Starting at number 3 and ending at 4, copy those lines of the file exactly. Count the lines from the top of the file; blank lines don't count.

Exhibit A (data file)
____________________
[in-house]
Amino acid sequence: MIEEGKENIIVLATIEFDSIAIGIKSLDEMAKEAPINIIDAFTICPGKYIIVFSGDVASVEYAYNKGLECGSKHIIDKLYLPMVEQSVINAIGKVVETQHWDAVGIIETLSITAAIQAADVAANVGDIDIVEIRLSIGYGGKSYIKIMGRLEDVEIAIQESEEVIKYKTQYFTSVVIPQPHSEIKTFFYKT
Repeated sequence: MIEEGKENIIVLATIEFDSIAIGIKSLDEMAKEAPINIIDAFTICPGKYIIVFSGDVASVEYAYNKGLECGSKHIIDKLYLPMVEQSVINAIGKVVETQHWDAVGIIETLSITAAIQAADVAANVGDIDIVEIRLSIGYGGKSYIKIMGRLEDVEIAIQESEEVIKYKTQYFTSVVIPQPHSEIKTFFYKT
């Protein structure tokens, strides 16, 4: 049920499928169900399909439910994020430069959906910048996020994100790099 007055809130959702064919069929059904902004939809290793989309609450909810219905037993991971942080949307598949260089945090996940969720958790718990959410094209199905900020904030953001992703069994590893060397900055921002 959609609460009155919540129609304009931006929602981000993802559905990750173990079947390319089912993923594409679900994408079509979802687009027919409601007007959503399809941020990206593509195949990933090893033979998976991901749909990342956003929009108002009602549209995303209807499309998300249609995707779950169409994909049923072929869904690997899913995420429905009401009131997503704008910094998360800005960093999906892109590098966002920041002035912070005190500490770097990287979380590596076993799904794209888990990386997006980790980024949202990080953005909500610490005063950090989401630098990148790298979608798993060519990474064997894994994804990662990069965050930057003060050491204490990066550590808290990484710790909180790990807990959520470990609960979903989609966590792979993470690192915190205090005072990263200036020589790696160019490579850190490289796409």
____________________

Repeated sequence: MIEEGKENIIVLATIEFDSIAIGIKSLDEMAKEAPINIIDAFTICPGKYIIVFSGDVASVEYAYNKGLECGSKHIIDKLYLPMVEQSVINAIGKVVETQHWDAVGIIETLSITAAIQAADVAANVGDIDIVEIRLSIGYGGKSYIKIMGRLEDVEIAIQESEEVIKYKTQYFTSVVIPQPHSEIKTFFYKT
């Protein structure tokens, strides 16, 4: 049920499928169900399909439910994020430069959906910048996020994100790099 007055809130959702064919069929059904902004939809290793989309609450909810219905037993991971942080949307598949260089945090996940969720958790718990959410094209199905900020904030953001992703069994590893060397900055921002 959609609460009155919540129609304009931006929602981000993802559905990750173990079947390319089912993923594409679900994408079509979802687009027919409601007007959503399809941020990206593509195949990933090893033979998976991901749909990342956003929009108002009602549209995303209807499309998300249609995707779950169409994909049923072929869904690997899913995420429905009401009131997503704008910094998360800005960093999906892109590098966002920041002035912070005190500490770097990287979380590596076993799904794209888990990386997006980790980024949202990080953005909500610490005063950090989401630098990148790298979608798993060519990474064997894994994804990662990069965050930057003060050491204490990066550590808290990484710790909180790990807990959520470990609960979903989609966590792979993470690192915190205090005072990263200036020589790696160019490579850190490289796409």